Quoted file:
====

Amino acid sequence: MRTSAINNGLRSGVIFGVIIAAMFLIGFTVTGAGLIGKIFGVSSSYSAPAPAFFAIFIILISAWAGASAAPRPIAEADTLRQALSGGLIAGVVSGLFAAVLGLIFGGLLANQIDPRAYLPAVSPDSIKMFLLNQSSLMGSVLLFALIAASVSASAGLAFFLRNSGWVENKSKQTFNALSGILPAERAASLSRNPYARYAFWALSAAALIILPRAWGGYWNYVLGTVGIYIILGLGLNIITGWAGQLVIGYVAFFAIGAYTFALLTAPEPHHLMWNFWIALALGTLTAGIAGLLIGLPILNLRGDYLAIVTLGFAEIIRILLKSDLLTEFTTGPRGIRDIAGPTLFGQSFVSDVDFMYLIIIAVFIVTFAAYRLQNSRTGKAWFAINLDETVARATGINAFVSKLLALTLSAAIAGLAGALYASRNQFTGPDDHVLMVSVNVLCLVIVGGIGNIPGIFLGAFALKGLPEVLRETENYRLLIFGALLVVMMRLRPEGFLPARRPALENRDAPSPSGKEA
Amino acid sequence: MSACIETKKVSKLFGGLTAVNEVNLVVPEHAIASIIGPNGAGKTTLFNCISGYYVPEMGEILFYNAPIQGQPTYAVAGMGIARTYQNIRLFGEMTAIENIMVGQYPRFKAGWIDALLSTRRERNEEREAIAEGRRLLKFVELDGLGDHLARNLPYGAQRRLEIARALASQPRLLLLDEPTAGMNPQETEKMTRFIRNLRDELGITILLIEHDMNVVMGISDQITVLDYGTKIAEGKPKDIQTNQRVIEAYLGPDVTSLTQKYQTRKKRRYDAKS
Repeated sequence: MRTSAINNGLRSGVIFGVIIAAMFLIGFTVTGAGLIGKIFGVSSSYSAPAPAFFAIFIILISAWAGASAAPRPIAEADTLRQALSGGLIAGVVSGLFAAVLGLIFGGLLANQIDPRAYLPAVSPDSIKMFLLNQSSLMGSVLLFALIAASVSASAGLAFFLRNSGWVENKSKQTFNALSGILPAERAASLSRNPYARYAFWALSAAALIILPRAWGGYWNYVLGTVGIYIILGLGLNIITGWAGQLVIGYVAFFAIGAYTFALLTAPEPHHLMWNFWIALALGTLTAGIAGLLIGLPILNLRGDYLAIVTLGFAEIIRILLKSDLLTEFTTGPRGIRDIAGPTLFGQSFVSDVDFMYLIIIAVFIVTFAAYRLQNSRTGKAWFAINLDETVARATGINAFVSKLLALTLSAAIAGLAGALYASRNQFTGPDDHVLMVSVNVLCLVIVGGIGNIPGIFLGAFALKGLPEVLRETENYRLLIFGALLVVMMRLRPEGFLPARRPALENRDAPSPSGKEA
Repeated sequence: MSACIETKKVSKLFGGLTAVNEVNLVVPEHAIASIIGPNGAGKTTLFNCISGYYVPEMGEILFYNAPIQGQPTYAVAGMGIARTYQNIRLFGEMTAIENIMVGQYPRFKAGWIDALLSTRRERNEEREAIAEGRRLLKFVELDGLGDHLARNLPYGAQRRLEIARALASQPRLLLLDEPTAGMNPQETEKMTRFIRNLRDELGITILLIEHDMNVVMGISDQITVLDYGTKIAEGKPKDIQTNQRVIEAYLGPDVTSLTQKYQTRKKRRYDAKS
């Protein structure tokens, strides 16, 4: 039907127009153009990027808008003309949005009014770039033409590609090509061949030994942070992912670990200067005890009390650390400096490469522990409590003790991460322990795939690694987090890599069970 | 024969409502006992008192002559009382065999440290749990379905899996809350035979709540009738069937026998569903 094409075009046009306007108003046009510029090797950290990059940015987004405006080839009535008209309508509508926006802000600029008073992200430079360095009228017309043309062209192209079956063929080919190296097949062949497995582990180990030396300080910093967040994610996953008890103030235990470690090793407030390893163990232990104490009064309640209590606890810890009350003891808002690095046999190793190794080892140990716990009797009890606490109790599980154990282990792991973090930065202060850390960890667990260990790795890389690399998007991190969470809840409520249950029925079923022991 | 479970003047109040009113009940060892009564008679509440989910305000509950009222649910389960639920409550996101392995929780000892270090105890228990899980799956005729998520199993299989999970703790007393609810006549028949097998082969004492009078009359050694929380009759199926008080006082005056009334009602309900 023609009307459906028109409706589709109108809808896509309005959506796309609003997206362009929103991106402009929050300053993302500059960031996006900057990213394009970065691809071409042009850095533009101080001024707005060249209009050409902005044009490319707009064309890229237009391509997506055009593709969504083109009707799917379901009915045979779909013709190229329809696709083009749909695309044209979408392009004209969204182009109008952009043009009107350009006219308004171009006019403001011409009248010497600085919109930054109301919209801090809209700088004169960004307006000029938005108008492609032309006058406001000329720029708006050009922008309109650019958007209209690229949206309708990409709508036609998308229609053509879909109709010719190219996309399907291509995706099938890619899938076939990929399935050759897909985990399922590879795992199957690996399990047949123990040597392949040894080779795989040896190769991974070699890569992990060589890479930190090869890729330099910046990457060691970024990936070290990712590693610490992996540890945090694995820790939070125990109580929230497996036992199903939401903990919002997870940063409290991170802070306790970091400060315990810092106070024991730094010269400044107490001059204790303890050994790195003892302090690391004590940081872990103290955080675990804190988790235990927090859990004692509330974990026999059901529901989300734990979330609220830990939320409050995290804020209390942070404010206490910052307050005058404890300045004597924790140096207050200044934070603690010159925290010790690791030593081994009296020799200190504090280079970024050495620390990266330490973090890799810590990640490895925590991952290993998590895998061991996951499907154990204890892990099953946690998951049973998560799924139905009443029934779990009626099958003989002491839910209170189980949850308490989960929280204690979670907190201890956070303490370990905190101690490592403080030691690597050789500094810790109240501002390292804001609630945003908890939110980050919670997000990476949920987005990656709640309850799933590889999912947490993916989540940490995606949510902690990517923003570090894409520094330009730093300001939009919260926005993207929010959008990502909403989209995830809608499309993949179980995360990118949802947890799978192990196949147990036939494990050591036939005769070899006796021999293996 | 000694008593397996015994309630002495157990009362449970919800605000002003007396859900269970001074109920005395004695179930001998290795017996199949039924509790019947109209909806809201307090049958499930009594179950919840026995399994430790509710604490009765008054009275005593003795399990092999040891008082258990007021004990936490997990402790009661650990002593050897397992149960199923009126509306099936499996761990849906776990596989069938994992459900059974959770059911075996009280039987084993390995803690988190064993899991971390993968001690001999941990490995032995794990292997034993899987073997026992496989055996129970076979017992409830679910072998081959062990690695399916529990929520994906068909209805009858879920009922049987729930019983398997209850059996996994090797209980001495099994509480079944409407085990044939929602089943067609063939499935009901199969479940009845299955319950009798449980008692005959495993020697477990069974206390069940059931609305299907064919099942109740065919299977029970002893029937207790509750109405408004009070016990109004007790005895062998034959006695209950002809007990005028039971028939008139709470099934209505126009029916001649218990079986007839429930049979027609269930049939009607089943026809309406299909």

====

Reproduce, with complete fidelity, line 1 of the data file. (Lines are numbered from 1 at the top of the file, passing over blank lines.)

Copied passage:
Amino acid sequence: MRTSAINNGLRSGVIFGVIIAAMFLIGFTVTGAGLIGKIFGVSSSYSAPAPAFFAIFIILISAWAGASAAPRPIAEADTLRQALSGGLIAGVVSGLFAAVLGLIFGGLLANQIDPRAYLPAVSPDSIKMFLLNQSSLMGSVLLFALIAASVSASAGLAFFLRNSGWVENKSKQTFNALSGILPAERAASLSRNPYARYAFWALSAAALIILPRAWGGYWNYVLGTVGIYIILGLGLNIITGWAGQLVIGYVAFFAIGAYTFALLTAPEPHHLMWNFWIALALGTLTAGIAGLLIGLPILNLRGDYLAIVTLGFAEIIRILLKSDLLTEFTTGPRGIRDIAGPTLFGQSFVSDVDFMYLIIIAVFIVTFAAYRLQNSRTGKAWFAINLDETVARATGINAFVSKLLALTLSAAIAGLAGALYASRNQFTGPDDHVLMVSVNVLCLVIVGGIGNIPGIFLGAFALKGLPEVLRETENYRLLIFGALLVVMMRLRPEGFLPARRPALENRDAPSPSGKEA